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I think the piece of missing information here is the distinction between macro-nutrients and micro-nutrients.* The info from Mayo clinic quoted in the another answer addresses some reasons why whole foods might be better than pills for obtaining micronutrients (i.e. vitamins and minerals). While this may be true, most of it remains to be conclusively ...


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This is in the discussion for quite a while. I have found no scientific studies which back the claims of kinesio tape. A review article (from which the quote below is taken) found no clinically important results which support the claims of the tape. The results about range-of-motion were inconsistant and it is not clear if the changes found were beneficial ...


3

I suspect that what you are actually looking for is the following: - 1 gram of fat = 9 kcal - 1 gram of protein = 4 kcal - 1 gram of sugar = 4 kcal - 1 gram of alcohol = 7 kcal Those are general and inexact values. They're just often used to give a rough idea of the amount of energy we get from different types of food.


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Numbness is caused by cutting off circulation (that's why hand surgeons can use a tourniquet to numb your hand for a carpel tunnel release procedure). The painful tingling occurs upon RESTORATION of circulation. It's called REPERFUSION INJURY, and here's the mechanism: pressure on the back of the leg reduces venous return (i.e. via popliteal vein) reduced ...


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The odds are that you're noticing the equality of patent nostrils in the middle of a changeover, when both are equally patent. Also, the shape of your nose may be permitting the congested side to still be fairly patent. Your nose is doing what it's supposed to be doing (and everybody suffers bilateral congestion during colds, allergies, etc.) If it were not, ...


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They don’t meet. Some framework: Spinal nerves contain motor, sensory, and autonomic fibers. Each of these have different pathways. Spinal nerves don’t go to the brain. Rather, they synapse in the spinal cord with other neurons which in turn go to the brain (sometimes requiring one more synapse). In the case of motor neurons, we talk about upper and ...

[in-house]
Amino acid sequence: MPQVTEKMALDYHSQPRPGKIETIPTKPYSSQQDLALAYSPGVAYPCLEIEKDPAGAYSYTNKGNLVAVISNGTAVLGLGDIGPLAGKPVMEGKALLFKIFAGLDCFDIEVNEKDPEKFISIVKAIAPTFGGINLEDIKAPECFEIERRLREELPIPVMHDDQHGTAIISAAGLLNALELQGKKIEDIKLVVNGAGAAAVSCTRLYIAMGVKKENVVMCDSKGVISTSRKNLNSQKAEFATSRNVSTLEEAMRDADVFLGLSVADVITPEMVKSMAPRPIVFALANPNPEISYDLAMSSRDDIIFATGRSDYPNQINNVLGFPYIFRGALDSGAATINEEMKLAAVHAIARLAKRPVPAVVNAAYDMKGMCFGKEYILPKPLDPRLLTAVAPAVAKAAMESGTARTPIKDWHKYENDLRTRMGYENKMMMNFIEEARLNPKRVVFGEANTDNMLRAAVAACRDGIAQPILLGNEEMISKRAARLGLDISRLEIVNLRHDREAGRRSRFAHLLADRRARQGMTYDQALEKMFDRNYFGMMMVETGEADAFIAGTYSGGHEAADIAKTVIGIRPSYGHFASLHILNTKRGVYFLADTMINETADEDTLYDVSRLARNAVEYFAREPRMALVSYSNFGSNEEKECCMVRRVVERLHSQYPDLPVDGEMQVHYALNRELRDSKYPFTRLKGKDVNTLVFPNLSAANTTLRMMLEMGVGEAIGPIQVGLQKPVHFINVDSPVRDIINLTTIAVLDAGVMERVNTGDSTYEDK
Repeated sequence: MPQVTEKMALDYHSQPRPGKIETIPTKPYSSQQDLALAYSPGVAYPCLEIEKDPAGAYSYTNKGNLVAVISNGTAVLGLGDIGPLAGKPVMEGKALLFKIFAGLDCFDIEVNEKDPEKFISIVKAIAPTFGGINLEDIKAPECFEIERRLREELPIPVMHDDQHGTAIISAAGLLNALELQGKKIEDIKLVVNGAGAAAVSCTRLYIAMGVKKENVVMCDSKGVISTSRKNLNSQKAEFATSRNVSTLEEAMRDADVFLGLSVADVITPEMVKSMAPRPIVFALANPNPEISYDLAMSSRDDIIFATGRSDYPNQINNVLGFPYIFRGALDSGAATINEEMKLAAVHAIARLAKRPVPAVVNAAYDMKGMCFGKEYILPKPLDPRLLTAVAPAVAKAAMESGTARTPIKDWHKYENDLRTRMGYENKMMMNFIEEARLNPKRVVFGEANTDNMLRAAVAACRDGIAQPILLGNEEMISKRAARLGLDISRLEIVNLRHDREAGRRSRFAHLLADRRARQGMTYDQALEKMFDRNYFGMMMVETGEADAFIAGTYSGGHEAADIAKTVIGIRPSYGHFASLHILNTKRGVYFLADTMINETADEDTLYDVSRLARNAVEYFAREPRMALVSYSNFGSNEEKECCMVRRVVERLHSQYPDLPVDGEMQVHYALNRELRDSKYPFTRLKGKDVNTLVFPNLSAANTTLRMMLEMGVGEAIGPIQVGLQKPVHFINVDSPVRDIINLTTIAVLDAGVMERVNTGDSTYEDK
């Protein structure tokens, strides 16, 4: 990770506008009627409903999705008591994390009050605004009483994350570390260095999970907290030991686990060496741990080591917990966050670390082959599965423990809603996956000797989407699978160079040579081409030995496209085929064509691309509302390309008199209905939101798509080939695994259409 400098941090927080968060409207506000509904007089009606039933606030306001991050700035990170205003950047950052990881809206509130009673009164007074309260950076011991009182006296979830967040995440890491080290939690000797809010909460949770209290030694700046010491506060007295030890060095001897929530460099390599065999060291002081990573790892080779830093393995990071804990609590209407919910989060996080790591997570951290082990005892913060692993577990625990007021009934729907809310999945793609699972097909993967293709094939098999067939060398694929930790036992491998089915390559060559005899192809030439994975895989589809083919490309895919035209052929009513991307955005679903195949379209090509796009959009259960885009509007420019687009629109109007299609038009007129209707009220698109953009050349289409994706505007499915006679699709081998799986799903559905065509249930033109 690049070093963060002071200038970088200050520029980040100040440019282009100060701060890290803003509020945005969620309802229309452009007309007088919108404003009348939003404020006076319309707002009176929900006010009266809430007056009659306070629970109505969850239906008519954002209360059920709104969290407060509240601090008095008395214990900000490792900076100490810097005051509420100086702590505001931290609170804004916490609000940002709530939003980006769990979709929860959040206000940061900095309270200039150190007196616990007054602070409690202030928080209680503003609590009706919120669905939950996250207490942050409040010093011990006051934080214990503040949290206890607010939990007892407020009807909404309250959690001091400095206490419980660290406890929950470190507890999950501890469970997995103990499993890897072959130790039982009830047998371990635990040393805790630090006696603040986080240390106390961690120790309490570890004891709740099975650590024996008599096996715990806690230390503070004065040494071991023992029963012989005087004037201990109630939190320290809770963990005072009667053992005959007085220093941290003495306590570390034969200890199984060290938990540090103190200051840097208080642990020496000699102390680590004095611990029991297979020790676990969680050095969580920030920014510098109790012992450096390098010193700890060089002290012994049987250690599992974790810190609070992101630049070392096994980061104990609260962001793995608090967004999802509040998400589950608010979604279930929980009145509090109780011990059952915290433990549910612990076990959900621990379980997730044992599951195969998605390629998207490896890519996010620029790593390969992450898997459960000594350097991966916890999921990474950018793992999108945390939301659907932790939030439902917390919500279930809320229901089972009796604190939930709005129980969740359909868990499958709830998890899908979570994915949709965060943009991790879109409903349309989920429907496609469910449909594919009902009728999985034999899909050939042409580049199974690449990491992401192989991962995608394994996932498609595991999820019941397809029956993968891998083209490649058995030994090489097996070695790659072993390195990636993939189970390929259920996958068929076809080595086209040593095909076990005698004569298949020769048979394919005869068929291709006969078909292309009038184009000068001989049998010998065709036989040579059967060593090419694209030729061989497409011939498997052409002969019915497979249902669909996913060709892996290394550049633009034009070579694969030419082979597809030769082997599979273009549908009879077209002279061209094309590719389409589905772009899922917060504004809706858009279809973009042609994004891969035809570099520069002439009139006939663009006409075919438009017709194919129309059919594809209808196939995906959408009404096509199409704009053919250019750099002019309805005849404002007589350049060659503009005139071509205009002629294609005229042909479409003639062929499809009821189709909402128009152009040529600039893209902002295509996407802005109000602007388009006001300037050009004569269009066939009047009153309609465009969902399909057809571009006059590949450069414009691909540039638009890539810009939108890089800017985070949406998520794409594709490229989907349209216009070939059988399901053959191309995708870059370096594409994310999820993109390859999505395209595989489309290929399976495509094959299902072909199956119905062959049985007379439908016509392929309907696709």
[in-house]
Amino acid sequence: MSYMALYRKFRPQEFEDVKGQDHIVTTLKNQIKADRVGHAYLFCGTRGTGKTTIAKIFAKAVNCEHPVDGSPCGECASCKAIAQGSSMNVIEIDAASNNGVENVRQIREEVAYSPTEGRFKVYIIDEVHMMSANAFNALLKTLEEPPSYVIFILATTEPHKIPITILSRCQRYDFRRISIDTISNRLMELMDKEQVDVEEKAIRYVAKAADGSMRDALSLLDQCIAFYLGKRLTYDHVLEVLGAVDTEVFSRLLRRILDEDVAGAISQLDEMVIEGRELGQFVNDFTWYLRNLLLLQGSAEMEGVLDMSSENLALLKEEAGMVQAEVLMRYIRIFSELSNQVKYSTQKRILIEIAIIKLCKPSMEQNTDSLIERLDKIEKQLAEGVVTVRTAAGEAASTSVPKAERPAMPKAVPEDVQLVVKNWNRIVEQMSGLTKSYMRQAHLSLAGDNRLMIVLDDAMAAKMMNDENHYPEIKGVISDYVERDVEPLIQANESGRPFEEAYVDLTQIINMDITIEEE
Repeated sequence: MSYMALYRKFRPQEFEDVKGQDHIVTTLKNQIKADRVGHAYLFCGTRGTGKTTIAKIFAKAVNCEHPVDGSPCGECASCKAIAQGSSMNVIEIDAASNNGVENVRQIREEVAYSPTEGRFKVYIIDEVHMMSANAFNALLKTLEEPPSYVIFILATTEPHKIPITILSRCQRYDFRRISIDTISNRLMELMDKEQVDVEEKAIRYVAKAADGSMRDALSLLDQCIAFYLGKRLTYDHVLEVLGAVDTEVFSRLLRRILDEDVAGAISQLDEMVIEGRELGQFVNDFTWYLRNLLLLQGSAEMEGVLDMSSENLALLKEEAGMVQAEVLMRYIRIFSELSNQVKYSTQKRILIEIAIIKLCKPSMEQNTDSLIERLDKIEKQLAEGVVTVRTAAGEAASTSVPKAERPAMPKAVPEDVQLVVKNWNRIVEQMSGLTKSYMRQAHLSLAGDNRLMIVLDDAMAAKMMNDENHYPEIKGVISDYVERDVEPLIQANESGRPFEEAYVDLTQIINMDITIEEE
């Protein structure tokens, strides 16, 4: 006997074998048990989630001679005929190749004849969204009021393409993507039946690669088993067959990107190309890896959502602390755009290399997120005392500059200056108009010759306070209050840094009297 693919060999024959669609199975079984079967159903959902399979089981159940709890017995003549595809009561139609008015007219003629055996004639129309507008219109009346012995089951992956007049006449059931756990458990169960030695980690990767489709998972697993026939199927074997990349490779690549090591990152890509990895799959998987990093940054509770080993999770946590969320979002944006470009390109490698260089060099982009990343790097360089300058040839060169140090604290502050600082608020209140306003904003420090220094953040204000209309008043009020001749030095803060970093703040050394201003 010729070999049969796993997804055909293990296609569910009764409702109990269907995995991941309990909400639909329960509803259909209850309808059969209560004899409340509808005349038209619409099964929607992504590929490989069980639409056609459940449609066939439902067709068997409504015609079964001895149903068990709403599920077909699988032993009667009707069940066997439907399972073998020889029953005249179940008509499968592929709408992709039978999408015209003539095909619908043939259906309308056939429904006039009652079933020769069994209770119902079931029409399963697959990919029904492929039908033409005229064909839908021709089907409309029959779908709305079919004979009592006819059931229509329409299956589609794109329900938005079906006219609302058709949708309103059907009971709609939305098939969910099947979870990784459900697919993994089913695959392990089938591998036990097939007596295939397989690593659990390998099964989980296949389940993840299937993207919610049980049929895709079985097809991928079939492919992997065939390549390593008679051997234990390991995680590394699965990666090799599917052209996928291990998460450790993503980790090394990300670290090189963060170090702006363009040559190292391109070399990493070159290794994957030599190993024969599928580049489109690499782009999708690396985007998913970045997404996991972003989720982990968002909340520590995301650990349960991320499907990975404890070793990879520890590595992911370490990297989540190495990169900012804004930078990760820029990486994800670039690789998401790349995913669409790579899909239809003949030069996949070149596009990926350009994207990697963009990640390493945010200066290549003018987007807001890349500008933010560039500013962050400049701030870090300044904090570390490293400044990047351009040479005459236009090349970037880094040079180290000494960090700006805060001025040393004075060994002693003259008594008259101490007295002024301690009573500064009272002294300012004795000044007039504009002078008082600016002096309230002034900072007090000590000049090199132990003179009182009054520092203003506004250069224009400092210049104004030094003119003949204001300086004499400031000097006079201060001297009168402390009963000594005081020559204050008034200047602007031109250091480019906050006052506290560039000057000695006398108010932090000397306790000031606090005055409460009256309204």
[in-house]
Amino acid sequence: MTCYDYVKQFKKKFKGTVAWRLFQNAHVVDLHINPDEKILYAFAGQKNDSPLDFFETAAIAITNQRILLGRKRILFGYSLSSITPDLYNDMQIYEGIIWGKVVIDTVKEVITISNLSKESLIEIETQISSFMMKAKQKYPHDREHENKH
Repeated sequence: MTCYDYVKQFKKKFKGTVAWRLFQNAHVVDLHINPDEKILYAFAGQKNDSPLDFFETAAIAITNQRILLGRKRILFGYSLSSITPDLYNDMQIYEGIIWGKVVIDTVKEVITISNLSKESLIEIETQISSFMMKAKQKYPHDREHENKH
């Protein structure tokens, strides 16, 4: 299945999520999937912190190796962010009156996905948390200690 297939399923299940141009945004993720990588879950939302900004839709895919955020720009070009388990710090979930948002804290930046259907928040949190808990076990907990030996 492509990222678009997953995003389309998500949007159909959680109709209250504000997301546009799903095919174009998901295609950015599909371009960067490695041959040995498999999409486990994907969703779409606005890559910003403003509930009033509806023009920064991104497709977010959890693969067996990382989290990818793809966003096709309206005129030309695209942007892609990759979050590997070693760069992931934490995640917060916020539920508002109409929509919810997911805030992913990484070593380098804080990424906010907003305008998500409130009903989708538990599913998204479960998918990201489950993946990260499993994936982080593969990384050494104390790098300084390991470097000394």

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Oxidation does not mean inflammation. But oxidation can be a cause of inflammation. Oxidation processes are part of normal cell metabolism (mostly in mithocondria). They lead to reactive oxygen species ($O_2^-$, $H_2O_2$ and $OH-$) which can trigger inflammation via activation of some transcription factors: NF-κB, AP-1, p53, HIF-1α, PPAR-γ, ...


1

There are two pieces to this question: a) How does bone resorption (movement of Ca/Phos out of bone into the blood) result in net improvement in bone structure? Bones are constantly remodeling, primarily in response to mechanical stressors. Although you clearly already realize this, I will make it explicit: osteoblasts are the cells that create new bone; ...


2

We shampoo our hair because of sebum. In humans, sebaceous glands are are most numerous on the face and scalp, with (on the scalp at least) several glands plus a hair follicle making up a pilosebaceous unit. Each gland secretes sebum, initially a colorless and odorless fatty substance (plus dead cells) that spreads from the scalp outward over the hair, but ...


2

There is a nice video which can give you a comprehensive answer. Also you can find references in the description below the video: Why Do We Have Two Nostrils? (by Vsauce) link: https://www.youtube.com/watch?v=eiAx2kqmUpQ


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As others have said, this phenomena is called the nasal cycle, a process controlled by the autonomic nervous system that alternants congestion between your nostrils. Mentalfloss of all places has an article about this that explains: ...it makes our sense of smell more complete. Different scent molecules degrade at different rates, and our scent ...


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Apparently you're not the first person to notice this; in 1895, a German nose specialist called Richard Kayser found that we have tissue called erectile tissue in our noses (yes, it is very similar to the tissue found in a penis). This tissue swells in one nostril and shrinks in the other, creating an open airway via only one nostril. What's more, he found ...